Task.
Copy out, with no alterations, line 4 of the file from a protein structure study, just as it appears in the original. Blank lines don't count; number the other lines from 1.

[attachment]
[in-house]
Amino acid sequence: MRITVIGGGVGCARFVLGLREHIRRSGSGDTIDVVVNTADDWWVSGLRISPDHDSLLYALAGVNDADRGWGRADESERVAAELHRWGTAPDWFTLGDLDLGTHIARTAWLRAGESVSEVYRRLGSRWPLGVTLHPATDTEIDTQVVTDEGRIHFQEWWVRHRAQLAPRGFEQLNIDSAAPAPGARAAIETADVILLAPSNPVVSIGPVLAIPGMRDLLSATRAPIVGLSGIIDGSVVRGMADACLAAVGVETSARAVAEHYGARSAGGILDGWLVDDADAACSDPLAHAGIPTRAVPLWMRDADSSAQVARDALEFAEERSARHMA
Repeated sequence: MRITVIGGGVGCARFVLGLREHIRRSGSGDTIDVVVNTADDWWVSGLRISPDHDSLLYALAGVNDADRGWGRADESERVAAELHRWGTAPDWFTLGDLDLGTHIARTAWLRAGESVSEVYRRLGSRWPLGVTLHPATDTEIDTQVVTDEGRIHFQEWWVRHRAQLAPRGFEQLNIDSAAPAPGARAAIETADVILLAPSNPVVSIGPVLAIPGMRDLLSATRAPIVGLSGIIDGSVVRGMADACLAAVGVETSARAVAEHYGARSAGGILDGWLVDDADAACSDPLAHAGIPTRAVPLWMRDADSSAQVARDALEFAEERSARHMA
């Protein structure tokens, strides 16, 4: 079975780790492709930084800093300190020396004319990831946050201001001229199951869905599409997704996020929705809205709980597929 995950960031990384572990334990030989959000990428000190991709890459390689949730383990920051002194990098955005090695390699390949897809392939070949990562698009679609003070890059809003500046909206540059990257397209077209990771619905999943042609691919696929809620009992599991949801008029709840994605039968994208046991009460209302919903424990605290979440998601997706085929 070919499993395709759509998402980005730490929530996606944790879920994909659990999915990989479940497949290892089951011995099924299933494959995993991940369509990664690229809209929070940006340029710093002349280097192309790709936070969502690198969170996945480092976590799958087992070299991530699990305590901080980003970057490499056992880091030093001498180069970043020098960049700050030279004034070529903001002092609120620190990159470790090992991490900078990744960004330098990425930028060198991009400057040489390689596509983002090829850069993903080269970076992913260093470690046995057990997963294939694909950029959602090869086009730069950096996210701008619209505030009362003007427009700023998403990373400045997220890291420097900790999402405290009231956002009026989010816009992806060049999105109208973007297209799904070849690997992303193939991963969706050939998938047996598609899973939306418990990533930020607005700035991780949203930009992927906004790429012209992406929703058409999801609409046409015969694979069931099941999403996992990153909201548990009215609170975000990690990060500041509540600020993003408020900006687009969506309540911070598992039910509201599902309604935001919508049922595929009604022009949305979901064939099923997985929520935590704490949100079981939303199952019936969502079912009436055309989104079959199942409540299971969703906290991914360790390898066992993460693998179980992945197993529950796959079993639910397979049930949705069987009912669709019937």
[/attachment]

């Protein structure tokens, strides 16, 4: 079975780790492709930084800093300190020396004319990831946050201001001229199951869905599409997704996020929705809205709980597929 995950960031990384572990334990030989959000990428000190991709890459390689949730383990920051002194990098955005090695390699390949897809392939070949990562698009679609003070890059809003500046909206540059990257397209077209990771619905999943042609691919696929809620009992599991949801008029709840994605039968994208046991009460209302919903424990605290979440998601997706085929 070919499993395709759509998402980005730490929530996606944790879920994909659990999915990989479940497949290892089951011995099924299933494959995993991940369509990664690229809209929070940006340029710093002349280097192309790709936070969502690198969170996945480092976590799958087992070299991530699990305590901080980003970057490499056992880091030093001498180069970043020098960049700050030279004034070529903001002092609120620190990159470790090992991490900078990744960004330098990425930028060198991009400057040489390689596509983002090829850069993903080269970076992913260093470690046995057990997963294939694909950029959602090869086009730069950096996210701008619209505030009362003007427009700023998403990373400045997220890291420097900790999402405290009231956002009026989010816009992806060049999105109208973007297209799904070849690997992303193939991963969706050939998938047996598609899973939306418990990533930020607005700035991780949203930009992927906004790429012209992406929703058409999801609409046409015969694979069931099941999403996992990153909201548990009215609170975000990690990060500041509540600020993003408020900006687009969506309540911070598992039910509201599902309604935001919508049922595929009604022009949305979901064939099923997985929520935590704490949100079981939303199952019936969502079912009436055309989104079959199942409540299971969703906290991914360790390898066992993460693998179980992945197993529950796959079993639910397979049930949705069987009912669709019937």